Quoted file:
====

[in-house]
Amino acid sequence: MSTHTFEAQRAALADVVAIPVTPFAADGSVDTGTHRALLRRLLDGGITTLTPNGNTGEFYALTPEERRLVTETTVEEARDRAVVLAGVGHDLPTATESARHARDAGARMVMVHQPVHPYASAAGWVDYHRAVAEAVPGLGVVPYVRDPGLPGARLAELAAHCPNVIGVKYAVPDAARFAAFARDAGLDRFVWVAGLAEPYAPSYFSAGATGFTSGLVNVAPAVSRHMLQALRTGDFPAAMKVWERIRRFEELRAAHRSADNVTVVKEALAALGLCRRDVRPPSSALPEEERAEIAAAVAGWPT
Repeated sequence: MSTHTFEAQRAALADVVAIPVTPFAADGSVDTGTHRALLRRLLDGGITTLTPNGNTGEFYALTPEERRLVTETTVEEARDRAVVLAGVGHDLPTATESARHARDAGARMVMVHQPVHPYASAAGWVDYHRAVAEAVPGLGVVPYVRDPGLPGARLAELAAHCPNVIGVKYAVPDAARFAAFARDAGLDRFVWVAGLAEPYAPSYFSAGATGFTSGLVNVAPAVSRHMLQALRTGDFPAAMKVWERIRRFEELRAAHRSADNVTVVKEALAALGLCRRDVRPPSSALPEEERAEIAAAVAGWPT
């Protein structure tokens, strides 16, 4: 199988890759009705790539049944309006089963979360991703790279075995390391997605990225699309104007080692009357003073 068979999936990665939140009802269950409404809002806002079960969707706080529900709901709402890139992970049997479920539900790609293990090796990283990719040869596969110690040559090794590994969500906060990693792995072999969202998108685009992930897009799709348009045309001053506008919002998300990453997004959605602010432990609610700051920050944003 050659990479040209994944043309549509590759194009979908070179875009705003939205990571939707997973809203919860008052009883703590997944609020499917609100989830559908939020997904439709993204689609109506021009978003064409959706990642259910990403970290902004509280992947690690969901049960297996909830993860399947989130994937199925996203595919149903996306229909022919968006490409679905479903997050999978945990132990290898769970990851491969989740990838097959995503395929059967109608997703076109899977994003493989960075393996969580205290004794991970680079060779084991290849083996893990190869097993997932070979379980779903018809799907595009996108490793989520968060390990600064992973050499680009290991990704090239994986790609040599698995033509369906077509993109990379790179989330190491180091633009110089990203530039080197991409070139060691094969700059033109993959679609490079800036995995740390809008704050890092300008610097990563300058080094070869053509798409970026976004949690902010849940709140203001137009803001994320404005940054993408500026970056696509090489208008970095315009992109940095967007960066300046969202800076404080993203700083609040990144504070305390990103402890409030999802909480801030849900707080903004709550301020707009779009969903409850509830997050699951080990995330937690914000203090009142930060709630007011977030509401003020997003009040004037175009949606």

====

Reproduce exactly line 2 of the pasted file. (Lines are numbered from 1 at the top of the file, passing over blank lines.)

Amino acid sequence: MSTHTFEAQRAALADVVAIPVTPFAADGSVDTGTHRALLRRLLDGGITTLTPNGNTGEFYALTPEERRLVTETTVEEARDRAVVLAGVGHDLPTATESARHARDAGARMVMVHQPVHPYASAAGWVDYHRAVAEAVPGLGVVPYVRDPGLPGARLAELAAHCPNVIGVKYAVPDAARFAAFARDAGLDRFVWVAGLAEPYAPSYFSAGATGFTSGLVNVAPAVSRHMLQALRTGDFPAAMKVWERIRRFEELRAAHRSADNVTVVKEALAALGLCRRDVRPPSSALPEEERAEIAAAVAGWPT